A Chef’s Pilgrimage for a Better Gluten-Free World
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Gluten-free options seem to be everywhere these days, and that’s no surprise, with a recent study showing that one in 100 people are diagnosed with celiac disease. With so many people falling victim to gluten intolerance, many chefs are beginning to create gluten-free dishes so that food lovers with celiac disease can still enjoy a delicious meal.
Such is the case with acclaimed chef Scott Riesenberger of the beautiful Hudson at Haymount House in Briarcliff Manor, N.Y. The chef, who was diagnosed with celiac disease in 2009, sat down with us to give us some tips for living (and eating) gluten-free — or at least gluten-free-friendly. His first suggestion? Realize that, really, gluten-free just means flour-free.
"You can create gluten-free food easily; you just eliminate flour," says Riesenberger. "I think there are enough products out there that you can get a similar result, or at least sustain that wanting of gluten products in your life."
And for chef Riesenberger, creating a menu at his restaurant that is celiac-friendly is all about making as many delicious options as possible accessible to everyone. Because he has first-hand knowledge of the disease and all it entails, Riesenberger has an advantage in creating delicious, gluten-free dishes within a menu that still includes good old-fashioned wheat.
"I don’t cook gluten-free; I cook gluten-free-friendly. I still allow gluten in the restaurant. For me, it’s about creating barriers," he explains. "A chef who has the disease is the best-case scenario for a diner who has it — because I’ve only had the disease for three years now, I’m able to create these dishes and not have to taste them but to know what they taste like from my experience over the years."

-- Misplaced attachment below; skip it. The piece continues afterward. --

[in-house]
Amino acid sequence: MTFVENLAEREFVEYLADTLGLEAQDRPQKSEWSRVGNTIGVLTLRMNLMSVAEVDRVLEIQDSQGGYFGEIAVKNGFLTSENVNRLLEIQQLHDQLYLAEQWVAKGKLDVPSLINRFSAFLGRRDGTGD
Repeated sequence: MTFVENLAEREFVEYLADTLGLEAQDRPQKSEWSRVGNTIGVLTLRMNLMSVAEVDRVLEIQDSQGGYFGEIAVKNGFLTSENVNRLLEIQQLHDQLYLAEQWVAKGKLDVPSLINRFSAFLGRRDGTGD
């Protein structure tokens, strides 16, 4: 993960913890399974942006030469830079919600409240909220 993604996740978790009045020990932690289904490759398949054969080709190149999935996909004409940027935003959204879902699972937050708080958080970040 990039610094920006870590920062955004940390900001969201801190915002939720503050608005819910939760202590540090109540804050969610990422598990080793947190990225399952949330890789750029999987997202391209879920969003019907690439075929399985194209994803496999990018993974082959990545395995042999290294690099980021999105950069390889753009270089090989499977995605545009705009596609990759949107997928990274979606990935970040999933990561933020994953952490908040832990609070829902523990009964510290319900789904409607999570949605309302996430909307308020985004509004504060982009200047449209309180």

The major difference in using a wheat-flour alternative such as almond flour, he continues, is texture; flavors can actually been enhanced when using these natural gluten-free products. "I think the products end up being richer without gluten, and they have more natural flavors happening. Gluten becomes filler — flour itself doesn’t really taste good, unless you bake it or add stuff. But almonds or rice, they taste good on their own," he says.
While we encourage you to take a trip from the city to visit this spectacular manor for its delicious food and grand views, we insist you try Riesenberger’s food as soon as possible. So here are a few of his gluten-free recipes for you to try at home to get a taste of the food he’s creating — for all of you wheat lovers and gluten-avoiders alike, we promise they won’t disappoint.
"The pork belly in this recipe is braised in a gluten-free beer brine so that even the most wheat-intolerant can enjoy this sophisticated twist on a sandwich classic."
—The Daily Meal Cook Editors
"The secret to this gnudi recipe is a yeast ingredient that helps to thicken the dairy, and, of course, the smoking of the cheese."
— The Daily Meal Cook Editors
"This recipe provides a gluten allergy-friendly graham cracker that makes it easy for everyone to enjoy the sticky snack."
— The Daily Meal Cook Editors
Daisy Melamed is a freelance writer based out of New York City, and also writes for the New York Daily News and New York Magazine, among others.
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